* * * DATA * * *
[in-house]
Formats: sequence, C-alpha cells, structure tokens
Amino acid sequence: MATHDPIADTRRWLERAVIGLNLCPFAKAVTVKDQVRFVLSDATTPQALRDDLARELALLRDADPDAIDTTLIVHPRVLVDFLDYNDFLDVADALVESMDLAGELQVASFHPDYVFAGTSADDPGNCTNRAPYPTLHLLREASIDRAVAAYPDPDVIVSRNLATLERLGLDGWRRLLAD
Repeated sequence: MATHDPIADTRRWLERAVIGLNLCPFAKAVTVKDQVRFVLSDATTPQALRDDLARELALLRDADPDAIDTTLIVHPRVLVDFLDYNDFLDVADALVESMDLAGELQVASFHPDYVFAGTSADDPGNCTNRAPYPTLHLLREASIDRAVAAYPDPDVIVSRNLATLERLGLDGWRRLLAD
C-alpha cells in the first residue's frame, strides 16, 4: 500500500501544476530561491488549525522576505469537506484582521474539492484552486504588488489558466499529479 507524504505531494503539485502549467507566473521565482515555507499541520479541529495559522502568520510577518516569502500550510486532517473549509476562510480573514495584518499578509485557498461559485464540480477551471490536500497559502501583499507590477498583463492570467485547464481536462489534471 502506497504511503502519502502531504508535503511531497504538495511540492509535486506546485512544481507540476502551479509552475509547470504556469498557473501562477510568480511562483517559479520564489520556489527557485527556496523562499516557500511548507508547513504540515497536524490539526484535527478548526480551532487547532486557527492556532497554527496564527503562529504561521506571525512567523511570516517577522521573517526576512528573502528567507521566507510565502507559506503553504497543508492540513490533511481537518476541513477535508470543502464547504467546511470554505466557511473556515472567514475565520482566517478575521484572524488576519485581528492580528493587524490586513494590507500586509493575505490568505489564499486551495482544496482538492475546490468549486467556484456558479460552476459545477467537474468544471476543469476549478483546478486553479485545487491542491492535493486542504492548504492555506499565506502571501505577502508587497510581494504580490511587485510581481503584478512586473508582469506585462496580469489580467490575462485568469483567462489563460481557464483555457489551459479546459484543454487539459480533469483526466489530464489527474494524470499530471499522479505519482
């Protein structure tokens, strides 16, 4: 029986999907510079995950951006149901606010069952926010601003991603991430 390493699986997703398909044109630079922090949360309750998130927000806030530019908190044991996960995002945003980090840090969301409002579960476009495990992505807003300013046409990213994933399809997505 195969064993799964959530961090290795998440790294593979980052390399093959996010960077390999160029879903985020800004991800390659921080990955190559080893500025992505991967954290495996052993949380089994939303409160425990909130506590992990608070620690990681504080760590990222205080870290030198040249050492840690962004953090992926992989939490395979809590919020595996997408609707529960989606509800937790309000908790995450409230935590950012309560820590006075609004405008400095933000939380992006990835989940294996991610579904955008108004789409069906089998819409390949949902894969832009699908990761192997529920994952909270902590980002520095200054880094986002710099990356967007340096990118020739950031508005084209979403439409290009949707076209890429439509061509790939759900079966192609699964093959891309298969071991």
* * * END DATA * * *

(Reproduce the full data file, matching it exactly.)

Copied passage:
[in-house]
Formats: sequence, C-alpha cells, structure tokens
Amino acid sequence: MATHDPIADTRRWLERAVIGLNLCPFAKAVTVKDQVRFVLSDATTPQALRDDLARELALLRDADPDAIDTTLIVHPRVLVDFLDYNDFLDVADALVESMDLAGELQVASFHPDYVFAGTSADDPGNCTNRAPYPTLHLLREASIDRAVAAYPDPDVIVSRNLATLERLGLDGWRRLLAD
Repeated sequence: MATHDPIADTRRWLERAVIGLNLCPFAKAVTVKDQVRFVLSDATTPQALRDDLARELALLRDADPDAIDTTLIVHPRVLVDFLDYNDFLDVADALVESMDLAGELQVASFHPDYVFAGTSADDPGNCTNRAPYPTLHLLREASIDRAVAAYPDPDVIVSRNLATLERLGLDGWRRLLAD
C-alpha cells in the first residue's frame, strides 16, 4: 500500500501544476530561491488549525522576505469537506484582521474539492484552486504588488489558466499529479 507524504505531494503539485502549467507566473521565482515555507499541520479541529495559522502568520510577518516569502500550510486532517473549509476562510480573514495584518499578509485557498461559485464540480477551471490536500497559502501583499507590477498583463492570467485547464481536462489534471 502506497504511503502519502502531504508535503511531497504538495511540492509535486506546485512544481507540476502551479509552475509547470504556469498557473501562477510568480511562483517559479520564489520556489527557485527556496523562499516557500511548507508547513504540515497536524490539526484535527478548526480551532487547532486557527492556532497554527496564527503562529504561521506571525512567523511570516517577522521573517526576512528573502528567507521566507510565502507559506503553504497543508492540513490533511481537518476541513477535508470543502464547504467546511470554505466557511473556515472567514475565520482566517478575521484572524488576519485581528492580528493587524490586513494590507500586509493575505490568505489564499486551495482544496482538492475546490468549486467556484456558479460552476459545477467537474468544471476543469476549478483546478486553479485545487491542491492535493486542504492548504492555506499565506502571501505577502508587497510581494504580490511587485510581481503584478512586473508582469506585462496580469489580467490575462485568469483567462489563460481557464483555457489551459479546459484543454487539459480533469483526466489530464489527474494524470499530471499522479505519482
């Protein structure tokens, strides 16, 4: 029986999907510079995950951006149901606010069952926010601003991603991430 390493699986997703398909044109630079922090949360309750998130927000806030530019908190044991996960995002945003980090840090969301409002579960476009495990992505807003300013046409990213994933399809997505 195969064993799964959530961090290795998440790294593979980052390399093959996010960077390999160029879903985020800004991800390659921080990955190559080893500025992505991967954290495996052993949380089994939303409160425990909130506590992990608070620690990681504080760590990222205080870290030198040249050492840690962004953090992926992989939490395979809590919020595996997408609707529960989606509800937790309000908790995450409230935590950012309560820590006075609004405008400095933000939380992006990835989940294996991610579904955008108004789409069906089998819409390949949902894969832009699908990761192997529920994952909270902590980002520095200054880094986002710099990356967007340096990118020739950031508005084209979403439409290009949707076209890429439509061509790939759900079966192609699964093959891309298969071991």